College Can Be Affordable

Readers share their strategies for putting their children through college without racking up a mountain of debt.

My column on cutting the cost of college drew some inspiring reader responses that span several generations. World War II veteran Thomas Barrow reminisced about how he earned his PhD in petroleum engineering by working his way through school and taking advantage of the GI Bill. “I earned all my tuition and education expenses,” writes Barrow. “College is expensive, but my PhD came cheaply to my family. It can be done!”

But can it be done nowadays, when college is even more expensive? Yes, says Rebecca Parker, a Michigan mother of three young adults, who writes that she was “heartened to read your sensible column on paying for college.” She also “had to laugh a bit to realize that our family has used most of the strategies you advocate.”

For instance, says Parker, “all three of our children received Advanced Placement credit, one took college-level math while still in high school, and one is working her way through community college while being employed nearly full-time. She has accumulated more than six years of retail food experience and office experience while she decides what her passion is.

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“Of the other two, the oldest graduated in four years with no debt; we paid tuition and she paid living expenses after her first year. She received an offer of 100% tuition from the University of Michigan to study for her master’s degree. She did take out a loan, which she is paying off at an accelerated rate.

“The third child graduated in 4½ years, also with no debt, but with over a year and a half of work experience in his field by taking fewer hours each term and taking classes year-round.

“Not only are we proud of their accomplishments, but we’re also proud of their common sense and financial savvy.”

Think the Parker kids are exceptions to the rule? Not necessarily. In a survey of high school students by the College Savings Foundation, three-fourths of 16- and 17-year-olds said that it was their responsibility to fund part or all of their higher education. Among those interviewed, 70% are talking to their parents about how much college costs, and a significant number of the students said they had already saved between $1,000 and $5,000.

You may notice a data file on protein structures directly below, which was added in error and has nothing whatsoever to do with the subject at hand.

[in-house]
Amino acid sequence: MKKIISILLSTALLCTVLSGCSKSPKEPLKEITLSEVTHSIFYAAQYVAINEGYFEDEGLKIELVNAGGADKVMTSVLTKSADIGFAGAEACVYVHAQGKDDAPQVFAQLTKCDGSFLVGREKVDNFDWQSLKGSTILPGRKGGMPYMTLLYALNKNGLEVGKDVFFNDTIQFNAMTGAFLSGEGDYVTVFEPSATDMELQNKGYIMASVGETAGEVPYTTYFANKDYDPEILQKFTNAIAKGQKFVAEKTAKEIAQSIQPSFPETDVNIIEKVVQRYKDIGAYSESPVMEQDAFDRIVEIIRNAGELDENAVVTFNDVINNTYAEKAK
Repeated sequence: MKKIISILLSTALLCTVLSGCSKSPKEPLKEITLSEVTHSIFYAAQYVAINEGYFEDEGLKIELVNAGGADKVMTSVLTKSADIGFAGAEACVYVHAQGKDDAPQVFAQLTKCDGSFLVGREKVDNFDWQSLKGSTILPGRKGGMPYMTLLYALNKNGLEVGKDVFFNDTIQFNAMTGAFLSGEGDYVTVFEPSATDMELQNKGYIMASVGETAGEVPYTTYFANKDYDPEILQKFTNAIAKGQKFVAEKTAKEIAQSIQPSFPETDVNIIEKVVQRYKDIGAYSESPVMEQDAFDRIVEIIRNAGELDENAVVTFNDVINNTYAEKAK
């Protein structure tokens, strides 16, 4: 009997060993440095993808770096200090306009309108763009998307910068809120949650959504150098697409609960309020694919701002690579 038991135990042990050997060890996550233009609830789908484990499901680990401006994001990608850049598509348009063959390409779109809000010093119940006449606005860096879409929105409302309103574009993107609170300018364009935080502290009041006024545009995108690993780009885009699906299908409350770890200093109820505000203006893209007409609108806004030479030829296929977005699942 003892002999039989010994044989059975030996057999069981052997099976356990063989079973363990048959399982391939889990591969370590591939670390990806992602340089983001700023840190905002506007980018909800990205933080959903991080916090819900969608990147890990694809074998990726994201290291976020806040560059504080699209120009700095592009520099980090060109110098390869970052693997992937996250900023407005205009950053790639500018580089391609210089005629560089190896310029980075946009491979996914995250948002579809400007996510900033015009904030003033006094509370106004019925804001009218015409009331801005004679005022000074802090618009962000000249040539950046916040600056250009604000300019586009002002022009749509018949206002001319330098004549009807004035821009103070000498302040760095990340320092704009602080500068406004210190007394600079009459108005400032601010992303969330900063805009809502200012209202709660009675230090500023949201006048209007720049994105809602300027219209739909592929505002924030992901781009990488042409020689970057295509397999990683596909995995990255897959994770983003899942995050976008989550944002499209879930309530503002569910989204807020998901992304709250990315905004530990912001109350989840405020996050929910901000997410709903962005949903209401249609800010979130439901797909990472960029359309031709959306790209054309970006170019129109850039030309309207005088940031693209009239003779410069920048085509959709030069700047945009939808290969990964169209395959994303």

As encouraging as the survey is, there are still big gaps in the students’ financial knowledge. Even though 66% of those responding anticipate borrowing for college, most of them haven’t researched student loans (start at, nor have they projected the total amount they will need to borrow or calculated the monthly loan-repayment amount (see the Student Loan Advisor calculator at

That kind of information is critical to helping kids avoid getting in over their heads. And parents can also take advantage of this teachable moment to be straight with their children about how much they are willing and able to pay for college. Don’t sell your kids short. They will rise to the occasion if they know the score.

Janet Bodnar

Janet Bodnar is editor-at-large of Kiplinger's Personal Finance, a position she assumed after retiring as editor of the magazine after eight years at the helm. She is a nationally recognized expert on the subjects of women and money, children's and family finances, and financial literacy. She is the author of two books, Money Smart Women and Raising Money Smart Kids. As editor-at-large, she writes two popular columns for Kiplinger, "Money Smart Women" and "Living in Retirement." Bodnar is a graduate of St. Bonaventure University and is a member of its Board of Trustees. She received her master's degree from Columbia University, where she was also a Knight-Bagehot Fellow in Business and Economics Journalism.